This element is no longer available.
The name is derived from the English word potash. The chemical symbol K comes from kalium, the Mediaeval Latin for potash, which may have derived from the Arabic word qali, meaning alkali.
Potassium is a soft, silvery-white metal, member of the alkali group of the periodic chart. Potassium is silvery when first cut but it oxidizes rapidly in air and tarnishes within minutes, so it is generally stored under oil or grease. It is light enough to float into water with which it reacts instantly to release hydrogen, which burns with a lilac flame.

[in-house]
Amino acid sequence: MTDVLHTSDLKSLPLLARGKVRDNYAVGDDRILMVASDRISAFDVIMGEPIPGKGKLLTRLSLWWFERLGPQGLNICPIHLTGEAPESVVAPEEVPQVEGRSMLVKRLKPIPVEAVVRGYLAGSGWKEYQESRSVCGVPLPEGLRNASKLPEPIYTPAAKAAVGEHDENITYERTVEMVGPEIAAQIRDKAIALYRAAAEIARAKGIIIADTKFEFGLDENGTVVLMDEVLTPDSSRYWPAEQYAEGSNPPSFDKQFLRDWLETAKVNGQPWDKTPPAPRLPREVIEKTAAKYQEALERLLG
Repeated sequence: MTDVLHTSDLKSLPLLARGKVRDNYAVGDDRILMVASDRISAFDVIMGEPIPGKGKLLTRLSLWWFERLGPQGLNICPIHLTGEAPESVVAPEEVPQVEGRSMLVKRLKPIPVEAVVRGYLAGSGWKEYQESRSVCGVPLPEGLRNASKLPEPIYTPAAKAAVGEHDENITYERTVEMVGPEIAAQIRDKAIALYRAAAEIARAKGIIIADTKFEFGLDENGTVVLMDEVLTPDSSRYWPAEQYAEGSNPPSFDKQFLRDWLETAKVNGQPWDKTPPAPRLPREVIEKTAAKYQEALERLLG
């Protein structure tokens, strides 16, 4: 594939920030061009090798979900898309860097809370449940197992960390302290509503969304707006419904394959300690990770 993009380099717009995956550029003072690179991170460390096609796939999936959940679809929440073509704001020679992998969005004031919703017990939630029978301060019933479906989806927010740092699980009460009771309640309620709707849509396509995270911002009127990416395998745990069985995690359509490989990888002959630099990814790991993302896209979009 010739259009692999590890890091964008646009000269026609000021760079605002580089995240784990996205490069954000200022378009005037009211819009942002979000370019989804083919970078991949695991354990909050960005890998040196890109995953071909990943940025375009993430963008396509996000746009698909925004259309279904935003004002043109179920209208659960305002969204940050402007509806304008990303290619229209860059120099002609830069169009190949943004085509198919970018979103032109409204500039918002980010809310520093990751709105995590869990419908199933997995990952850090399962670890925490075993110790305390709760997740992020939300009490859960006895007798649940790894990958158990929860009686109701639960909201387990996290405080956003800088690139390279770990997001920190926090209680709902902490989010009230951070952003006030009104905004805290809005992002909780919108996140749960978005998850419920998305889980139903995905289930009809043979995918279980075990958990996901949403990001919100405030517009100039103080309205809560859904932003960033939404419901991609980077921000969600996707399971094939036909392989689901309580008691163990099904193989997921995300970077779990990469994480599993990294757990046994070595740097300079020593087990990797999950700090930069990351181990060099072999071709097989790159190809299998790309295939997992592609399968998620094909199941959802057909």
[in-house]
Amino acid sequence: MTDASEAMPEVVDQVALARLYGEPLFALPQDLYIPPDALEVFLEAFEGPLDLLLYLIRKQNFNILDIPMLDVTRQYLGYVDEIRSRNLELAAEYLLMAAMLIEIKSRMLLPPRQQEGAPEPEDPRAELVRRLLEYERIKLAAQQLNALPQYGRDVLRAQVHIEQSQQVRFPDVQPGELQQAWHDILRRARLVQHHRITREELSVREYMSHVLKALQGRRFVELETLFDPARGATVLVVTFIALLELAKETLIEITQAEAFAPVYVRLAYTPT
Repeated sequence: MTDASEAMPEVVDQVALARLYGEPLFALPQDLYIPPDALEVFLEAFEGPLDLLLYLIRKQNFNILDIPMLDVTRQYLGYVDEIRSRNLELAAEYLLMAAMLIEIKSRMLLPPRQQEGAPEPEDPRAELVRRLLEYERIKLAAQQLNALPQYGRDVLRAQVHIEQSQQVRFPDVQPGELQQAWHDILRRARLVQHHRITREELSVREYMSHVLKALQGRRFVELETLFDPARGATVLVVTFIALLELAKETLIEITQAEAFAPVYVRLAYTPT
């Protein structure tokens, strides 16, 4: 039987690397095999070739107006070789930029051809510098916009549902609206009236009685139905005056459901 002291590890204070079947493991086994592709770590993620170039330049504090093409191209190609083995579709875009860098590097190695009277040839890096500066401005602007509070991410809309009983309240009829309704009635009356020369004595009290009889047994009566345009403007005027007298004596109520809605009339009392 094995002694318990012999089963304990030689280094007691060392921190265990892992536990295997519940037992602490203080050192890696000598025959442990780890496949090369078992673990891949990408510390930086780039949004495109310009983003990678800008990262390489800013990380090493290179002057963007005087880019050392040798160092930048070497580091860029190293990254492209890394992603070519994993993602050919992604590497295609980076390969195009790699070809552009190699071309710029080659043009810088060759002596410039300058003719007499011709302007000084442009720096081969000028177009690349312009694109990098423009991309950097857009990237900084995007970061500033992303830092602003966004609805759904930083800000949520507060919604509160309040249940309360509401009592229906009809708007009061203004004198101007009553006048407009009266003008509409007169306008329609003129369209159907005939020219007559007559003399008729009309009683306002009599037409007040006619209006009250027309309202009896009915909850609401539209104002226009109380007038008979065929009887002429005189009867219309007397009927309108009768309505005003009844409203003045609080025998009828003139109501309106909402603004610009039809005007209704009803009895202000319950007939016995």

The chemistry of potassium is almost entirely that of the potassium ion, K+.
Most potassium (95%) goes into fertilizers and the rest goes mainly into making potassium hydroxide (KOH), by the electrolysis of potassium chloride solution, and then converting this to potassium carbonate (K2CO3). Potassium carbonate goes into glass manufacture, especially the glass used to make televisions, while potassium hydroxide is used to make liquid soaps and detergents. A little potassium chloride goes into pharmaceuticals, medical drips and saline injections.
Other potassium salts are used in baking, photography and tanning leather, and to make iodize salts. In all cases it is the negative anion, not the potassium, which is the key to their use.